Bifurcation. It's fancy word that means to split something into two, and today we're gonna talk about bifurcating something that isn't a sandwich, a sporting event or a marriage. This article is all about PCI Express bifurcation.
This is exactly what it sounds like: Taking a PCI Express slot and chopping it up so that you can use multiple devices inside of it. But how does that work? I mean, you can't exactly shove two graphics cards in one slot. To answer, we reached out to Philip Maher from Tyan, and we'd like to thank him for his contributions.
So the thing to keep in mind here is how PCI Express lanes are configured on modern platforms. Your CPU has a certain number of controllers, and each one can only support one device. For example, even though a current Intel CPU supports 16 lanes, it's split up with four controllers controlling four lanes each, meaning you can connect a maximum of four PCI Express devices.
Of course, you can connect one graphics card and use all 16 lanes and just call it a day. But let's say that you want to use multiple PCI Express storage devices, like NVMe solid-state drives. This is where bifurcation comes in.
You see, one of the most common uses of bifurcation is when you want to connect several M.2 drives to a single PCI Express slot. This can be done using a fancy card, but here's the kicker. If you're going to chop up just one slot, you need to tell your motherboard, inside the BIOS, exactly how to divvy up those lanes. Otherwise, it's just going to see one of those four devices and you're gonna regret spending the money.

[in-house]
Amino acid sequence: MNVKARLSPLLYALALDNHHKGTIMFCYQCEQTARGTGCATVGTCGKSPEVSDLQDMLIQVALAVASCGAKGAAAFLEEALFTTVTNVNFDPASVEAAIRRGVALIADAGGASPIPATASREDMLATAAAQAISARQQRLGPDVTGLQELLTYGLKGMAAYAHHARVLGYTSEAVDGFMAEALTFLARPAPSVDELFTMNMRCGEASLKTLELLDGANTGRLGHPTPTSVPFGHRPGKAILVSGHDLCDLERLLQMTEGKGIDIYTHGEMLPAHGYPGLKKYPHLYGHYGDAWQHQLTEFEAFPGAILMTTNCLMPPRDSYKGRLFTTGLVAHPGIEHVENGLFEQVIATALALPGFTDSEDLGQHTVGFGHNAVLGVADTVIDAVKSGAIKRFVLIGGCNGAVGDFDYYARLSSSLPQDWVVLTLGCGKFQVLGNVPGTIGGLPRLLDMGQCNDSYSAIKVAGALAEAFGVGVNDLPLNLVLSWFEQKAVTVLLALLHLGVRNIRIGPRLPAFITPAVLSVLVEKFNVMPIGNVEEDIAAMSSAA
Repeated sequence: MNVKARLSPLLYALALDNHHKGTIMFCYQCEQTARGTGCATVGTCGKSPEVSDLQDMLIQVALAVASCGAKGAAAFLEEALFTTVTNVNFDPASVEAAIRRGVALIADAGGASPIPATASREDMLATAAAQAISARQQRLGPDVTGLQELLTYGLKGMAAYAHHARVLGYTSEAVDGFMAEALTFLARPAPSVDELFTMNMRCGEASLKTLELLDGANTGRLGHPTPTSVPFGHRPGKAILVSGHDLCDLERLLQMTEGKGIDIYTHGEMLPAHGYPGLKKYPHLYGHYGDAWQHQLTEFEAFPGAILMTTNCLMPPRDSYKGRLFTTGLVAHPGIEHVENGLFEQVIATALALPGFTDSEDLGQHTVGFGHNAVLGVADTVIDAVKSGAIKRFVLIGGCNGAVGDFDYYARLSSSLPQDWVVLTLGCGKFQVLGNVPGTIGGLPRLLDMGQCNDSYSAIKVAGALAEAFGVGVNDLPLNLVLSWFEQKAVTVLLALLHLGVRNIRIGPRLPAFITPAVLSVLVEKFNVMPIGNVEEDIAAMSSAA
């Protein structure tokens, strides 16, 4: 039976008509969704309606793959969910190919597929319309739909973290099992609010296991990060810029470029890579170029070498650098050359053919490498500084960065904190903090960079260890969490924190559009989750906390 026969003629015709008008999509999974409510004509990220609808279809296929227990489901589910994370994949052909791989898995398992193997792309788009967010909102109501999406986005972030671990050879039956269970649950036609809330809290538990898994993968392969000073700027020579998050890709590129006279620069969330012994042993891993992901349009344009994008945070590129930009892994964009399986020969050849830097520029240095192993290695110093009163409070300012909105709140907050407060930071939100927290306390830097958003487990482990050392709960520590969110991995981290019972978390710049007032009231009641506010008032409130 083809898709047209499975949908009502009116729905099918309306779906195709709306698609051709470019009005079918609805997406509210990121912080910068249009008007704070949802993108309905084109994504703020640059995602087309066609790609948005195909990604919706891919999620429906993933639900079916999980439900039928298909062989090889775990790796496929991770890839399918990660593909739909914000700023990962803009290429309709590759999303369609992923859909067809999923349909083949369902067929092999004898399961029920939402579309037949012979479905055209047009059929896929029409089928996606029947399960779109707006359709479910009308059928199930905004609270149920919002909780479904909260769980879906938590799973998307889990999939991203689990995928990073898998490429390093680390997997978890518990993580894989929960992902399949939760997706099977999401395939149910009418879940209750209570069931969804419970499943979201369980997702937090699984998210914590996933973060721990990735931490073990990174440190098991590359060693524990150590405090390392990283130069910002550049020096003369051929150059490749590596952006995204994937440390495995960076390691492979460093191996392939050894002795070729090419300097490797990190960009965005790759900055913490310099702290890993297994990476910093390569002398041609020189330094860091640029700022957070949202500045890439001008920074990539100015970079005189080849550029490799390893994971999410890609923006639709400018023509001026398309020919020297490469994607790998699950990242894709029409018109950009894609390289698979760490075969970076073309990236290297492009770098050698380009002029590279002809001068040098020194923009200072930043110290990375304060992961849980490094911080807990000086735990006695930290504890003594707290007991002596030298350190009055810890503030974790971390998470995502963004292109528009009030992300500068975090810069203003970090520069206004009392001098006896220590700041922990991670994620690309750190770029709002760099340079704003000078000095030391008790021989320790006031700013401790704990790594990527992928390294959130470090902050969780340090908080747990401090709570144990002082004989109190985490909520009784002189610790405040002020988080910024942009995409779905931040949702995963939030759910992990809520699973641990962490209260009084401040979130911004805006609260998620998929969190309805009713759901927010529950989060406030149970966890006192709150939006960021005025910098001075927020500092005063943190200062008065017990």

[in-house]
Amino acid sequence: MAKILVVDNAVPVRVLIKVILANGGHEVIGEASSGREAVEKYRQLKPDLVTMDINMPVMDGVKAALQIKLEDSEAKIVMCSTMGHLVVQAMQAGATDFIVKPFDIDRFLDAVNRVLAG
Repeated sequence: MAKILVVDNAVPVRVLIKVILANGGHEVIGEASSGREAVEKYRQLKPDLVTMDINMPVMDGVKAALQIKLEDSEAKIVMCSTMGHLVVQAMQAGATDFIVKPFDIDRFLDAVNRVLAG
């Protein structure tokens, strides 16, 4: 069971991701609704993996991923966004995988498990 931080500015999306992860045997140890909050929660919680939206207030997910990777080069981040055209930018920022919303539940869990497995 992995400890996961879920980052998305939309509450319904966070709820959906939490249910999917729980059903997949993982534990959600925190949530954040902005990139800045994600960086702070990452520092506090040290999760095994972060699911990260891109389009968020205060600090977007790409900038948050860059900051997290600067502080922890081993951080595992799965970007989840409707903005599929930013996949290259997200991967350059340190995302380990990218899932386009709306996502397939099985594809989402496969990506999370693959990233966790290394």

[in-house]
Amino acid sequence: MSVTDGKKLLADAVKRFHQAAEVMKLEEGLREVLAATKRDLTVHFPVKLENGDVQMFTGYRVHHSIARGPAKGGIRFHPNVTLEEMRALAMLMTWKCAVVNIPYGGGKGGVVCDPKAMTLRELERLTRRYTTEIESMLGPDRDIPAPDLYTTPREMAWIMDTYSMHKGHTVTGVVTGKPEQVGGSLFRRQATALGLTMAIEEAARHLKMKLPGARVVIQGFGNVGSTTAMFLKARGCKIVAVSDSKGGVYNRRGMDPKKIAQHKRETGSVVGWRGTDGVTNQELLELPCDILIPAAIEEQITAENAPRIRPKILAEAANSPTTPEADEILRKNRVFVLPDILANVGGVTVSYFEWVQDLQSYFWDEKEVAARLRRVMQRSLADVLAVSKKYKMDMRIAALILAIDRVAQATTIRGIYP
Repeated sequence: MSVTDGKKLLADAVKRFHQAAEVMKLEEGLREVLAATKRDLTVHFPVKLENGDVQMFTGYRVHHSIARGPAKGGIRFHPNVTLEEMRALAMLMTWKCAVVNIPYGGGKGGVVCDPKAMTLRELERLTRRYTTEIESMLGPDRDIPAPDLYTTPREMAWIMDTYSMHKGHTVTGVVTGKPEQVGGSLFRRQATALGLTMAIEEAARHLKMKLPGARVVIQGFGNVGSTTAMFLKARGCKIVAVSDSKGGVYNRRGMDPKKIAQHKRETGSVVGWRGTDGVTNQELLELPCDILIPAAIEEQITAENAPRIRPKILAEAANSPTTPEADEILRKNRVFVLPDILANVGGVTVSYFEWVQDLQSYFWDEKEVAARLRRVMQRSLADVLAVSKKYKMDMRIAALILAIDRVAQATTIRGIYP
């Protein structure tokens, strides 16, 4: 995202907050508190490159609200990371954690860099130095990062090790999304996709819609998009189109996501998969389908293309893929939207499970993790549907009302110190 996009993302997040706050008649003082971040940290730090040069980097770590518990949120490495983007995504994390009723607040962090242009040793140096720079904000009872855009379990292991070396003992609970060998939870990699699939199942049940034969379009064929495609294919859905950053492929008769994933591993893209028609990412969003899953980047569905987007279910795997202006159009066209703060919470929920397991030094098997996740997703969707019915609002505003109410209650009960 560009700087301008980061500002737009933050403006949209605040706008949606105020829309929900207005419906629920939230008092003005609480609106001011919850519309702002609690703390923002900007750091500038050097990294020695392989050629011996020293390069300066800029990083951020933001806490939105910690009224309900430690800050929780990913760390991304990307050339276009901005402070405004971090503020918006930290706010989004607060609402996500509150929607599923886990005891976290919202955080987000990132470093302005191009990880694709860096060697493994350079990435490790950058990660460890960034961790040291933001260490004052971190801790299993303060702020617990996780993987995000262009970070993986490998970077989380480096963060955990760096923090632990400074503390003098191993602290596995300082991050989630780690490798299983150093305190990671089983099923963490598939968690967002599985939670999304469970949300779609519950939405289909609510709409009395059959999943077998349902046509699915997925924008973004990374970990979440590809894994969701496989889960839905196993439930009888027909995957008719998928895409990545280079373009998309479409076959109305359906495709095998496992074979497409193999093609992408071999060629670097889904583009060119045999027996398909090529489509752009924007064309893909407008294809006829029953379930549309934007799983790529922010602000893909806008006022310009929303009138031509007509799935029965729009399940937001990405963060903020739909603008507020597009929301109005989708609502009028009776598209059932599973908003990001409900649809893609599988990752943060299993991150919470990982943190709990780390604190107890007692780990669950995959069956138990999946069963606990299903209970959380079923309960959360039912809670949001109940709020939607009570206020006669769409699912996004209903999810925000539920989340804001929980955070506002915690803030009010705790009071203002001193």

How exactly you split up these lanes depends on what platform you're using. As mentioned earlier, the most you can do on a mainstream Intel platform is four devices with four lanes each. But on a server platform like AMD EPYC, you might get something like eight devices, albeit with just two lanes each, if you use that many.
Bifurcation is a lot more common in enterprise settings, as data centers tend to use PCE Express lanes for things that you just wouldn't find at home, such as FPGAs and ASICs, chips and devices that can be highly customized to work on very specific kinds of operations. But that doesn't mean that there aren't additional uses for PCI Expresses bifurcation at home, like running two graphics cards in one slot.
Although it's common for gamers to run just one graphics card at x16 speed, running a card at x8 will make virtually no difference to your performance, as even high-end modern cards don't move enough data to really need those extra lanes. Obviously, if you have a board with two free full-length PCI Express slots, the lanes are automatically divvied up by a switch called a mux chip, so that each card runs at x8 speed. But there's actually nothing stopping you from sticking a two-slot riser card into your PCI Express x16 slot, plugging in two graphics cards with the help of riser cables, and telling your BIOS to bifurcate the slot into two x8 connections. Just think, you could run NVLink on a one-slot Mini-ITX board, assuming you could find a way to mount the cards in your case, so hopefully you don't mind using duct tape.
But if you're interested in using PCI Express bifurcation, regardless of what exactly you'll be plugging in, you need to verify that your motherboard and BIOS support it. Not all motherboards allow you to enable it in the BIOS, and if that's the case, it's pretty much a show stopper. So do your research before you decide to turn your home rig into some sort of crazy science experiment.
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